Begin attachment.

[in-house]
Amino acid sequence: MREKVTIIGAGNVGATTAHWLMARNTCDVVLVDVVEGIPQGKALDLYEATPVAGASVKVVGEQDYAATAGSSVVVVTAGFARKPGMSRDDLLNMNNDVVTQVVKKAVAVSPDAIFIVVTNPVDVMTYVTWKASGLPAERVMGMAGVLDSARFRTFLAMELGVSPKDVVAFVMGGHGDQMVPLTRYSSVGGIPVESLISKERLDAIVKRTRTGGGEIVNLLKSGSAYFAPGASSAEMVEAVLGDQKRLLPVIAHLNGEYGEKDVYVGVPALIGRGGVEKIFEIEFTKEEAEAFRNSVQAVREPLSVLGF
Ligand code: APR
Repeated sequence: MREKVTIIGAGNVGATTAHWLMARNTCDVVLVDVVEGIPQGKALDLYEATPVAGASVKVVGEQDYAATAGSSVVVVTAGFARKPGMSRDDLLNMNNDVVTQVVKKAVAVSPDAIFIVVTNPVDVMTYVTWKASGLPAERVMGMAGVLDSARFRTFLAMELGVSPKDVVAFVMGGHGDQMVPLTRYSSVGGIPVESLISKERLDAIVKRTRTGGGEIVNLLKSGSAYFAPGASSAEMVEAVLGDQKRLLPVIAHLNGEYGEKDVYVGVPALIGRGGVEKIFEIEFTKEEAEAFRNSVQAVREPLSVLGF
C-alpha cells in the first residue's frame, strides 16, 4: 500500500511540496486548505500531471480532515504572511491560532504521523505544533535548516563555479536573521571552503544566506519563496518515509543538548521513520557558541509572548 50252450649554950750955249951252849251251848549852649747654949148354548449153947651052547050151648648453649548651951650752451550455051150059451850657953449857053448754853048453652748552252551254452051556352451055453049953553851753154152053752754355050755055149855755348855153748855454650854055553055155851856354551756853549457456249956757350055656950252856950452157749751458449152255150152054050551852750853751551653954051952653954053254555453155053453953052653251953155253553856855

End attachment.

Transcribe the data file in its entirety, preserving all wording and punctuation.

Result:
[in-house]
Amino acid sequence: MREKVTIIGAGNVGATTAHWLMARNTCDVVLVDVVEGIPQGKALDLYEATPVAGASVKVVGEQDYAATAGSSVVVVTAGFARKPGMSRDDLLNMNNDVVTQVVKKAVAVSPDAIFIVVTNPVDVMTYVTWKASGLPAERVMGMAGVLDSARFRTFLAMELGVSPKDVVAFVMGGHGDQMVPLTRYSSVGGIPVESLISKERLDAIVKRTRTGGGEIVNLLKSGSAYFAPGASSAEMVEAVLGDQKRLLPVIAHLNGEYGEKDVYVGVPALIGRGGVEKIFEIEFTKEEAEAFRNSVQAVREPLSVLGF
Ligand code: APR
Repeated sequence: MREKVTIIGAGNVGATTAHWLMARNTCDVVLVDVVEGIPQGKALDLYEATPVAGASVKVVGEQDYAATAGSSVVVVTAGFARKPGMSRDDLLNMNNDVVTQVVKKAVAVSPDAIFIVVTNPVDVMTYVTWKASGLPAERVMGMAGVLDSARFRTFLAMELGVSPKDVVAFVMGGHGDQMVPLTRYSSVGGIPVESLISKERLDAIVKRTRTGGGEIVNLLKSGSAYFAPGASSAEMVEAVLGDQKRLLPVIAHLNGEYGEKDVYVGVPALIGRGGVEKIFEIEFTKEEAEAFRNSVQAVREPLSVLGF
C-alpha cells in the first residue's frame, strides 16, 4: 500500500511540496486548505500531471480532515504572511491560532504521523505544533535548516563555479536573521571552503544566506519563496518515509543538548521513520557558541509572548 50252450649554950750955249951252849251251848549852649747654949148354548449153947651052547050151648648453649548651951650752451550455051150059451850657953449857053448754853048453652748552252551254452051556352451055453049953553851753154152053752754355050755055149855755348855153748855454650854055553055155851856354551756853549457456249956757350055656950252856950452157749751458449152255150152054050551852750853751551653954051952653954053254555453155053453953052653251953155253553856855